In some cases, while filling health records, physicians may have deliberately omitted some symptoms reported by patients in the PROs questionnaires, based on the subsequent discussion occurred during the visit. For instance, this could apply to some symptoms, such as diarrhea, where sometimes the patient’s subjective experience does not meet the technical definition of the adverse event. However, we judge highly unlikely that such a deliberate omission could justify the wide amount of underreporting observed.

As we already discussed reporting primary objective of the project13, we recognize that our observational analysis is methodologically weaker than a theoretical randomized trial comparing 2 different modalities of patient-physician communication. However, following the results of the trial by Basch10 and other similar experiences, we convinced ourselves that randomization was no more acceptable, because we believed that adoption of PROs should have been considered part of clinical practice, and not experimental anymore. Consequently, we decided to perform an observational analysis, describing the introduction of PROs in our clinical practice, using a cohort of patients treated immediately before as control group. The second group was treated just few months after the first, by the same group of physicians and nurses, and the 2 groups of subjects were quite similar in terms of age, type of tumor and type of treatment.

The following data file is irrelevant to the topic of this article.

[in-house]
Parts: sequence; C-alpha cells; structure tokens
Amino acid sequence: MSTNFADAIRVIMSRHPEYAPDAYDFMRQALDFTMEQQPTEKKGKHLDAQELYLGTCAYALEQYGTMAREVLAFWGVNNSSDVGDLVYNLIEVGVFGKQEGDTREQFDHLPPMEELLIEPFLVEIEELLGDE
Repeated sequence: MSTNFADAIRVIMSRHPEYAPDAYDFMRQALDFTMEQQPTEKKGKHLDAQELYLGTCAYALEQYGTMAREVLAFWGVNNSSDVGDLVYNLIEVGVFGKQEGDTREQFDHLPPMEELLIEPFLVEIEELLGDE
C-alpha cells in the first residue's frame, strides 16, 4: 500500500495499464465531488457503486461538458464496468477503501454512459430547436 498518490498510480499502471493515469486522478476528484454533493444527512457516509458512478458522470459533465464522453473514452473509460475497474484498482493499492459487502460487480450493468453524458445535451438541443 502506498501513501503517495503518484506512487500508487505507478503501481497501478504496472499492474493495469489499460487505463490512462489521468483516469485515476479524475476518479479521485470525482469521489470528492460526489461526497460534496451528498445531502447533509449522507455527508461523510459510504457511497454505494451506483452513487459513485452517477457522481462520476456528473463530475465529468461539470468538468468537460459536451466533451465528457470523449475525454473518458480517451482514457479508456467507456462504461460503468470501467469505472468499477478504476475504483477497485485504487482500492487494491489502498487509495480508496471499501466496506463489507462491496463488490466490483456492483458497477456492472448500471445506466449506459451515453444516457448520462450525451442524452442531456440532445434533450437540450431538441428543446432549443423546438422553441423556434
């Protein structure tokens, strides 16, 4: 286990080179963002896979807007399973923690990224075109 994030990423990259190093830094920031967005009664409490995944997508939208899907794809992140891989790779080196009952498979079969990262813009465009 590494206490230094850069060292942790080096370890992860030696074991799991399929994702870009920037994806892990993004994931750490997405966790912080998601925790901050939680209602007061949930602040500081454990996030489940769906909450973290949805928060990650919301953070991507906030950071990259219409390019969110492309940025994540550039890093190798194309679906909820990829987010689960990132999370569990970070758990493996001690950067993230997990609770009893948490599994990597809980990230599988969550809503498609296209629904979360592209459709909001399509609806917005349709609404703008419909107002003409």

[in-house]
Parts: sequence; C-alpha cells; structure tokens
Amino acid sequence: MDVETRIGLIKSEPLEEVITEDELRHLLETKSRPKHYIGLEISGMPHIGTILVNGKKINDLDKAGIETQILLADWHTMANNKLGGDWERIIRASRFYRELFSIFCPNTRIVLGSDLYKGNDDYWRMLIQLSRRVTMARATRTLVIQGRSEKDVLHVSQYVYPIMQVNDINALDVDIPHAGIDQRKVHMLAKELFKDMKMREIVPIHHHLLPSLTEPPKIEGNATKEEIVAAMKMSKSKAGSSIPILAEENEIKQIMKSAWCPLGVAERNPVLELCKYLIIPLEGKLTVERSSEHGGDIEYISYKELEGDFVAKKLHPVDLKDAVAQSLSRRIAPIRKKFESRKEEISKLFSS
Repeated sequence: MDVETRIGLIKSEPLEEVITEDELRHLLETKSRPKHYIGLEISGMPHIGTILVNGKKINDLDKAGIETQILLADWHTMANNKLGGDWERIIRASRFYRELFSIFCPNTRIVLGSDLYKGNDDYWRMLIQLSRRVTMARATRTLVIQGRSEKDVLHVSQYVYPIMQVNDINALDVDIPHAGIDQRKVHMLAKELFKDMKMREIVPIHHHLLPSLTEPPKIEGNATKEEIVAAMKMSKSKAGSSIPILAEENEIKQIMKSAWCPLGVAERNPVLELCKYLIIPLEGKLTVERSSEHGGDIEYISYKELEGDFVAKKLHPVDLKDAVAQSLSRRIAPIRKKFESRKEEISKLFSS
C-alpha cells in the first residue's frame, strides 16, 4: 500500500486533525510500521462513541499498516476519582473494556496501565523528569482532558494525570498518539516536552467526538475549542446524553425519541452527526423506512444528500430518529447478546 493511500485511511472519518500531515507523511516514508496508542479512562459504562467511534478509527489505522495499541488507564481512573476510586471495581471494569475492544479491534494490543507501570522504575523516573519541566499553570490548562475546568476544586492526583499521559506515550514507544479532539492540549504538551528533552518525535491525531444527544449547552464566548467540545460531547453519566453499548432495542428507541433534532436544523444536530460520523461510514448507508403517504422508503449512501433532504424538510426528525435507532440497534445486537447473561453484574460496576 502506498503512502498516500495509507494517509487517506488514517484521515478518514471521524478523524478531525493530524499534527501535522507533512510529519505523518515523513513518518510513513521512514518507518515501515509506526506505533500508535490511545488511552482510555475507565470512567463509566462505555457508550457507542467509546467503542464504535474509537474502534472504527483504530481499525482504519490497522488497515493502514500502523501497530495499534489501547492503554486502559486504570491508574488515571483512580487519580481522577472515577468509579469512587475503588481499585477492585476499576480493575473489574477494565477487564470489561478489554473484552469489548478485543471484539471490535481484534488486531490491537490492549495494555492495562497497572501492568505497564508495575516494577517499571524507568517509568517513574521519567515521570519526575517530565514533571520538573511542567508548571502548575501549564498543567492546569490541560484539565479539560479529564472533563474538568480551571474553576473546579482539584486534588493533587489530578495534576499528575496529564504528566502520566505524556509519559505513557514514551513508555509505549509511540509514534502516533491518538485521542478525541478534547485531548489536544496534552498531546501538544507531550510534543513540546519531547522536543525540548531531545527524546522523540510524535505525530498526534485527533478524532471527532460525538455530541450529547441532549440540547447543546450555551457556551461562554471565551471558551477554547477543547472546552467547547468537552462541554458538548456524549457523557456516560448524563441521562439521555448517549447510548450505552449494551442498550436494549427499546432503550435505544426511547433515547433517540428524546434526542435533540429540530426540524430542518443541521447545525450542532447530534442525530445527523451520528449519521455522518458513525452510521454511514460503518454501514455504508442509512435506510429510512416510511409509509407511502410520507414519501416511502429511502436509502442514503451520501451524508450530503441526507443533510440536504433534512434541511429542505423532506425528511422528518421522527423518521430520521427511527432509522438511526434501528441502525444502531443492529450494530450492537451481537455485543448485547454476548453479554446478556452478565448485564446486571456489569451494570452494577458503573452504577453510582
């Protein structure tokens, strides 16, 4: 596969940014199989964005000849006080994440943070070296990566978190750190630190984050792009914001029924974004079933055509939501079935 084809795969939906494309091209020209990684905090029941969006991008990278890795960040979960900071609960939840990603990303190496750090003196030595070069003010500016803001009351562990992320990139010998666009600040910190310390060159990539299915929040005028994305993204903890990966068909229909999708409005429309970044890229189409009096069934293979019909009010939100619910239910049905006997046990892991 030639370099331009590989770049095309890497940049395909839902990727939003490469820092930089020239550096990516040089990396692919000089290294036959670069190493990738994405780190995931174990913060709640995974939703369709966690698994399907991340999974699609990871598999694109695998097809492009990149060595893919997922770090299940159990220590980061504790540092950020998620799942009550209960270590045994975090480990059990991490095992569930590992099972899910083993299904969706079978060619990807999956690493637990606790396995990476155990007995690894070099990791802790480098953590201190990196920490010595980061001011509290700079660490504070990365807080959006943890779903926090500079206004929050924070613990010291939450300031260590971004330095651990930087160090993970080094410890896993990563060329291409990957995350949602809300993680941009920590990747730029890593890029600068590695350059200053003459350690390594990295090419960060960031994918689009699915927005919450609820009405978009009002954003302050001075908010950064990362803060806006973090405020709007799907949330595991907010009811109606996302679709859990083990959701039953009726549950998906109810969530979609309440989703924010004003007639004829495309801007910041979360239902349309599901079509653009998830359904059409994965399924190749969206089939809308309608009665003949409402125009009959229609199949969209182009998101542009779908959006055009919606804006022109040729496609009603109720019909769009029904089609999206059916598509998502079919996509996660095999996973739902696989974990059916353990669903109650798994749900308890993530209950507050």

In recent years, the use of real-world evidence has been increasingly considered, not only for description of treatment effectiveness in clinical practice after the conduction of randomized clinical trials, but also for description of treatment toxicity. From this perspective, after the introduction of new treatments in clinical practice, real-world data could play a substantial role in the optimal and accurate description of tolerability and adverse events associated with administration of anticancer treatments. It is not surprising that, in recent years, safety analyses based on real-world evidence have been increasingly cited in the National Comprehensive Cancer Network and the American Cancer Society practice guidelines19. However, our data suggest that the accuracy of data sources potentially used for the acquisition of real-world evidence (patients’ health records) – at least in terms of description of symptoms and subjective adverse events – could be limited. On one hand, our results suggest that the adoption of PROs in clinical practice can significantly increase the accuracy of health records in terms of description of symptoms and toxicities. On the other hand, however, the improvement observed with the adoption of PROs is still suboptimal and, for all symptoms considered in our analysis, the real burden declared by patients is much higher than the description made by clinicians in health records.